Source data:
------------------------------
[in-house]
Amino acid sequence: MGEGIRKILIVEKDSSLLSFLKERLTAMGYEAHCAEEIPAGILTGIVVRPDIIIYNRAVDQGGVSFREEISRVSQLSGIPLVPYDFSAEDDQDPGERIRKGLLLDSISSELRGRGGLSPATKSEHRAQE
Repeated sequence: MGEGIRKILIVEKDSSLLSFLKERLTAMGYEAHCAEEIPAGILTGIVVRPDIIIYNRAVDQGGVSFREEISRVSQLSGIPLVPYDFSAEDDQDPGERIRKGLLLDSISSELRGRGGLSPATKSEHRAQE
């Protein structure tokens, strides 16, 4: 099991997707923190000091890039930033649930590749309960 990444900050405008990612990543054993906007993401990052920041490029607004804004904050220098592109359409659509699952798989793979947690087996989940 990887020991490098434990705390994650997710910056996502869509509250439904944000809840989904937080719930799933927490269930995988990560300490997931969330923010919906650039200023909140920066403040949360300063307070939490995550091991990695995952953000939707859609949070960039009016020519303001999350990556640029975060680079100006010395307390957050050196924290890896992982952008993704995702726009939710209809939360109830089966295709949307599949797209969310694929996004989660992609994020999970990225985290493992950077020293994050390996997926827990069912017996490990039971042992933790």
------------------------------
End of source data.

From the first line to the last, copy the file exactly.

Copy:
[in-house]
Amino acid sequence: MGEGIRKILIVEKDSSLLSFLKERLTAMGYEAHCAEEIPAGILTGIVVRPDIIIYNRAVDQGGVSFREEISRVSQLSGIPLVPYDFSAEDDQDPGERIRKGLLLDSISSELRGRGGLSPATKSEHRAQE
Repeated sequence: MGEGIRKILIVEKDSSLLSFLKERLTAMGYEAHCAEEIPAGILTGIVVRPDIIIYNRAVDQGGVSFREEISRVSQLSGIPLVPYDFSAEDDQDPGERIRKGLLLDSISSELRGRGGLSPATKSEHRAQE
């Protein structure tokens, strides 16, 4: 099991997707923190000091890039930033649930590749309960 990444900050405008990612990543054993906007993401990052920041490029607004804004904050220098592109359409659509699952798989793979947690087996989940 990887020991490098434990705390994650997710910056996502869509509250439904944000809840989904937080719930799933927490269930995988990560300490997931969330923010919906650039200023909140920066403040949360300063307070939490995550091991990695995952953000939707859609949070960039009016020519303001999350990556640029975060680079100006010395307390957050050196924290890896992982952008993704995702726009939710209809939360109830089966295709949307599949797209969310694929996004989660992609994020999970990225985290493992950077020293994050390996997926827990069912017996490990039971042992933790």